The XRD patterns of CdS-CoSx, CdS and CoSx powders are shown in Fig. 4A and Fig. S5. There is no significant difference between CdS and CdS-CoSx, and all samples have diffraction peaks corresponding to CdS and FTO, but no diffraction peaks of CoSx are found in CdS-CoSx samples. The possible reason is that CoSx mainly exists in amorphous form, or the load of CoSx is too low. The XRD patterns of used CdS-CoSx-3 and CoSx powder are shown in Fig. S5. It obvious that the physical structure of CdS-CoSx-3 has hardly changed after stability test. The actual contents of Co, Cd, S elements in the CdS-CoSx-3 and CdS measured by inductively coupled plasma optical emission spectrometer (ICP-OES) are shown in Table S2. It is known that the real Co content of the prepared samples with optimum performance is 2.1%. Fig. 4B shows that the absorption intensity of the samples in the visible and ultraviolet light region increases with the extension of deposition time. When the deposition time extends to 4 h, the absorbance of CdS-CoSx4 in the 300e500 nm region decreases, indicating that the excessive loading of CoSx is not conducive to the absorption of visible light. The curves of (Ahn) 2 vs hn for all samples are shown in Fig. S6. It can be obtained that the band gap of CdS and CdS-CoSx-3 is 2.25 eV and 2.32 eV, respectively. Fig. 4C shows that the fluorescence intensity of CdS-CoSx is higher than that of CdS. This is because the carrier concentration of CdS-CoSx increases significantly after loading CoSx, leading to an increase in the amount of photogenerated carrier recombination. However, the fluorescence intensity of CdS-CoSx-3 is the lowest among all CdS-CoSx samples, indicating that proper CoSx loading can reduce the recombination of photogenerated carriers.

Fig. 5A and B show the time-resolved photoluminescence (TRPL) patterns of CdS and CdS-CoSx-3, respectively. TRPL spectra were fitted in polynomial R(t) ¼ A1e(t/t1) þ A2e(t/t2). The fluorescent lifetime t1 and t2 were calculated to be 1.24 ns, 3.94 ns for CdS and 1.16 ns, 2.88 ns for CdS-CoSx-3, respectively. It is obvious that the fluorescence lifetime of CdS-CoSx3 is slightly lower than that of CdS, which is possibly due to the increase of charge transfer rate of CdS after loading CoSx. Fig. 5C exhibits the surface photovoltage (SPV) spectra of CdS and CdS-CoSx-3. It can be seen that the SPV value of CdS is higher than that of CdS-CoSx-3, indicating that less photogenerated electrons or more holes in CdS migrated to the surface after loading CoSx, and it is possibly because of the lower fermi level of CoSx than that of CdS. As discussed above, we deem that an appropriate amount of CoSx can effectively promote the transfer capability of photogenerated charge carrier in CdS.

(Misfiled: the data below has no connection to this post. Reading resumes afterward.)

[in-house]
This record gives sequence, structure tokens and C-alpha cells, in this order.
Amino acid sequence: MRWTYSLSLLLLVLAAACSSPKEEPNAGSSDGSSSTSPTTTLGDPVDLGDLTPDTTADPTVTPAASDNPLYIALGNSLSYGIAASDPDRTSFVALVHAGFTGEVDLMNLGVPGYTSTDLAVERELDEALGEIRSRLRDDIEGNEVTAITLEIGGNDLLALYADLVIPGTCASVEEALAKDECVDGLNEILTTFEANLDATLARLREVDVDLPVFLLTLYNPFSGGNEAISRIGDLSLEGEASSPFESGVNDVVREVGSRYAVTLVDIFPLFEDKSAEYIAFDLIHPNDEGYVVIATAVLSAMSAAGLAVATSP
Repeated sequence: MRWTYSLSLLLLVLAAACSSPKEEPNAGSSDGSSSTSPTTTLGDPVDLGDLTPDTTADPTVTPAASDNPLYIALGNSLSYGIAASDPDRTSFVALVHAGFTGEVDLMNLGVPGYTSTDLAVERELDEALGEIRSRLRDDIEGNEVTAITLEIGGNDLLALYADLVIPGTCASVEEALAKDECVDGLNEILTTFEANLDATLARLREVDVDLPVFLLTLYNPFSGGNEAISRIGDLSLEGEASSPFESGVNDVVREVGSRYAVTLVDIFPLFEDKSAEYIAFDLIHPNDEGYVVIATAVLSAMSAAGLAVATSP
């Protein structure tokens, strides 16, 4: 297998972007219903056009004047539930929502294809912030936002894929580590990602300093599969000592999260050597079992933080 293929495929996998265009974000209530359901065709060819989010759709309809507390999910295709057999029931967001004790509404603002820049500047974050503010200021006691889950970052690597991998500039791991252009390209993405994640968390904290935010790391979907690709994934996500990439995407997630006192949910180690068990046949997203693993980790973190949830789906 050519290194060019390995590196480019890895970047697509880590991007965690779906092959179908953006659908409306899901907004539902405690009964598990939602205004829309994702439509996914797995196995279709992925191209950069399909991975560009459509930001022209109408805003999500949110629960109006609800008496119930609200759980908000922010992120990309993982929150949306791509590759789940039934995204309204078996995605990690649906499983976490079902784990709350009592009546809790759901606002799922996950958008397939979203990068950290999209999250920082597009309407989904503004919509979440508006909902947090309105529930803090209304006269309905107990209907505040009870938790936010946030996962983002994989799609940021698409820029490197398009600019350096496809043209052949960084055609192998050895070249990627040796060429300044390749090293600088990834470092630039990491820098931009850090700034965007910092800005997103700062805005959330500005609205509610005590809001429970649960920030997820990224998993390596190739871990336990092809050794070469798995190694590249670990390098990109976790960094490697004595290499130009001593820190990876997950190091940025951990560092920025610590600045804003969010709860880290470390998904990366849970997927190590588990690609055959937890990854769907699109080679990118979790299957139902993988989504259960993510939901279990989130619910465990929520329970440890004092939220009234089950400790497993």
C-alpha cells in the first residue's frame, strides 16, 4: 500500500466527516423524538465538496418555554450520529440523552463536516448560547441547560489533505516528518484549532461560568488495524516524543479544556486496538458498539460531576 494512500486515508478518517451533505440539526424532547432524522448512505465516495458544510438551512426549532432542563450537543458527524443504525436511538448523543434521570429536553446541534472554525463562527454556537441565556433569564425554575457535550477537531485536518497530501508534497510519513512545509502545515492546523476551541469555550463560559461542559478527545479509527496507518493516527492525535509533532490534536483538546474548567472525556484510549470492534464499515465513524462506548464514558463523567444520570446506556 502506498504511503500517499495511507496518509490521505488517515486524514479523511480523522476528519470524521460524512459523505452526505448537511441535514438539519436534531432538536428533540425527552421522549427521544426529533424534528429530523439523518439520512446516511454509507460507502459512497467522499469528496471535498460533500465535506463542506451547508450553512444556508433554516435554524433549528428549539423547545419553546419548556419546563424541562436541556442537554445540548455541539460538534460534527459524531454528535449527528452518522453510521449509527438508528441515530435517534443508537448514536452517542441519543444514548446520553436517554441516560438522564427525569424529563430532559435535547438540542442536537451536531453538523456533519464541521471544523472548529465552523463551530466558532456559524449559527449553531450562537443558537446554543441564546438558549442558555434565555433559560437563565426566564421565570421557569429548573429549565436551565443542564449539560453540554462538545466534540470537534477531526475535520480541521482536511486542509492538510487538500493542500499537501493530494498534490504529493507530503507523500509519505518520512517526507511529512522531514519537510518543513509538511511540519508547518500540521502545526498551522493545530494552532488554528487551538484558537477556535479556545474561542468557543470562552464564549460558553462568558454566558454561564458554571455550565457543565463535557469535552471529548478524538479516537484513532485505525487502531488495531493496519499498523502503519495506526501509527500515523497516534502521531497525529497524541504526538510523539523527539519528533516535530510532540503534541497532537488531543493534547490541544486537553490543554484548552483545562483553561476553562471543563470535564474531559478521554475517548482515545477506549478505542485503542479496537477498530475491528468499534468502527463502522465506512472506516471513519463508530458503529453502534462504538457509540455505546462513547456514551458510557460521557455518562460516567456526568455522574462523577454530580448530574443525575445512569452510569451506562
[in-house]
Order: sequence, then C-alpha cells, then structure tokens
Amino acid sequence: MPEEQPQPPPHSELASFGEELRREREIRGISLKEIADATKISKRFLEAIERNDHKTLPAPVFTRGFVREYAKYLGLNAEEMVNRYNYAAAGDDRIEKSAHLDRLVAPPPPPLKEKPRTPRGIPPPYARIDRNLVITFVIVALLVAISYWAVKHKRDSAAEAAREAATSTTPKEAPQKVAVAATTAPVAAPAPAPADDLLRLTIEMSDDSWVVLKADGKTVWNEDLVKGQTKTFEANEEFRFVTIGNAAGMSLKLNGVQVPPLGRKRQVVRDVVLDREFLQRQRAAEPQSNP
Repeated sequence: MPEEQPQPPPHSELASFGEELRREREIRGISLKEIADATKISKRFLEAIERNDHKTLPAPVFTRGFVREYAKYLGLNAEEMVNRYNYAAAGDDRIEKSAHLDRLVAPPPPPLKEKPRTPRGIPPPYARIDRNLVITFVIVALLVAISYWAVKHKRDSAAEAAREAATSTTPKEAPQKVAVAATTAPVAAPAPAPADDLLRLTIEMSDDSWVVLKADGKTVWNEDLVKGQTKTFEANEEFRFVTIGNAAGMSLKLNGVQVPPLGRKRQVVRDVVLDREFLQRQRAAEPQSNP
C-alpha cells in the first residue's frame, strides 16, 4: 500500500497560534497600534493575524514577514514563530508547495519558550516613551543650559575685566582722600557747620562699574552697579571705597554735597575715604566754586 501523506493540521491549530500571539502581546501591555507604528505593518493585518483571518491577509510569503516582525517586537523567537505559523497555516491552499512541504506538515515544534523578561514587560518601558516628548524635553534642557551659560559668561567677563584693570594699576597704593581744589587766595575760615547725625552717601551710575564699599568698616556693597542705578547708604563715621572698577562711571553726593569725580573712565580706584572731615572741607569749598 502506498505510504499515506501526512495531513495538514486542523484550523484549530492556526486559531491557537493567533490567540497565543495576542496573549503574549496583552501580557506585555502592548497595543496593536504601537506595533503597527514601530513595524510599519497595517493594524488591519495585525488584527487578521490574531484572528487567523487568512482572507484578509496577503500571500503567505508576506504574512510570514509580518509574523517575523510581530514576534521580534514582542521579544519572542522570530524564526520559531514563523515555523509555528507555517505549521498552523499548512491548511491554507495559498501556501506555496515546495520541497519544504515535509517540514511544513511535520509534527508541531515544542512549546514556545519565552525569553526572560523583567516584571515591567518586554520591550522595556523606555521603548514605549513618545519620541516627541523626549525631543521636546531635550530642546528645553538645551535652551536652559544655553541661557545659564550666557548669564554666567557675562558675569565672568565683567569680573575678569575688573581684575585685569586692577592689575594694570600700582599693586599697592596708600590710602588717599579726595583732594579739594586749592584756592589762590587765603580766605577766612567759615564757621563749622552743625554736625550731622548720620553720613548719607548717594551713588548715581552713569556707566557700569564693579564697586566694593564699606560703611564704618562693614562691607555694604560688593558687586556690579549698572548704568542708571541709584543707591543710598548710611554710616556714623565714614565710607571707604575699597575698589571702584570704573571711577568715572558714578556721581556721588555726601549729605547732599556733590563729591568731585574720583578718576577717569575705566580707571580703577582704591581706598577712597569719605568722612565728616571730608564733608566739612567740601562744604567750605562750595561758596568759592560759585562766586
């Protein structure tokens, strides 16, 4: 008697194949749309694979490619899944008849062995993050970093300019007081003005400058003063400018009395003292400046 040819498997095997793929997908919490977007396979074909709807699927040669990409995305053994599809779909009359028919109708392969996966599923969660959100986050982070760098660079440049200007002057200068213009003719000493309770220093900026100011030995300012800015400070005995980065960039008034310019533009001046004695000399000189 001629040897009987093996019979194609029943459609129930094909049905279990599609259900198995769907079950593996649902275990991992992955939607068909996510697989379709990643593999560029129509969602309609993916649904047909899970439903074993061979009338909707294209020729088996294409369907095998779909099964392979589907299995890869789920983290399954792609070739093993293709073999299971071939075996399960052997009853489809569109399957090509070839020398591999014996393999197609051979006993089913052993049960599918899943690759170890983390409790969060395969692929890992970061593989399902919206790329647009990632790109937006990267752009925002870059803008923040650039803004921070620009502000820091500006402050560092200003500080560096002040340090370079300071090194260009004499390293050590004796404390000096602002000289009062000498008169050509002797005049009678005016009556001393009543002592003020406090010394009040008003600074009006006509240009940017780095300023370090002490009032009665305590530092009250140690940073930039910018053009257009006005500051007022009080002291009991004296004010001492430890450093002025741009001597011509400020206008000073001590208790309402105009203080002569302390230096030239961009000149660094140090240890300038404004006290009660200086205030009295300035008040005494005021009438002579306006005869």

Photocatalytic and photoelectrochemical hydrogen production

In order to study the carrier concentration and photocatalytic properties of all the samples, the Mott-Schottky curves and photocatalytic H2 production were tested. Fig. 6A shows the slopes of normalized Mott-Schottky plots. As exhibited in Table S1, the calculated carrier concentration increases along with the increase of deposition time, but when the deposition time increases to 4 h, the excessive loading of CoSx reduces the carrier concentration. The calculated ECB values of CdS and CdS-CoSx-3 are shown in Fig. S7. Combined with Fig. S6, it can be deduced that EVB values of CdS and CdS-CoSx-3 are 3.33 eV and 3.35 eV, respectively. Under visible light irradiation, the hydrogen evolution rates of all samples are displayed in Fig. 6B. CdS without co-catalyst has almost no hydrogen produced by photocatalysis. After loading CoSx, the hydrogen production rate of CdS-CoSx increases rapidly, among which the hydrogen production rate of CdS-CoSx-3 is the highest (3.5 mmol cm2 h1 ). The cyclic stability of CdS-CoSx-3 for photocatalytic hydrogen production is displayed in Fig. 6C, demonstrating that the photocatalytic stability of CdS-CoSx-3 is very good after at least 5 cycles. However, the photocatalytic hydrogen production activity of CdS-CoSx is about 1/4 of that of CdSePt, indicating that the activity of CoSx as a co-catalyst is still lower than that of precious metal Pt (Fig. 6B-d and f). The PEC hydrogen production was carried out with the schematic device shown in Fig. S1 and the results shown in Fig. 7A. It can be seen clearly from Fig. 7A that the PEC hydrogen production rate of CdS-CoSx samples is greatly improved compared with that of photocatalytic hydrogen production (Fig. 5B).

The PEC hydrogen production rate of CdSCoSx-3 is 2.7 times that of CdS, reaching 168.6 mmol cm2 h1 (37.77 L m2 h1 ), which is the same as that of CdSePt. The recycling stability of CdS-CoSx-3 for PEC hydrogen production is shown in Fig. 7B. After 5 cycles, the hydrogen production rate of the sample was reduced to 74%, indicating that the sample was subjected to some degree of photo-corrosion during PEC hydrogen production.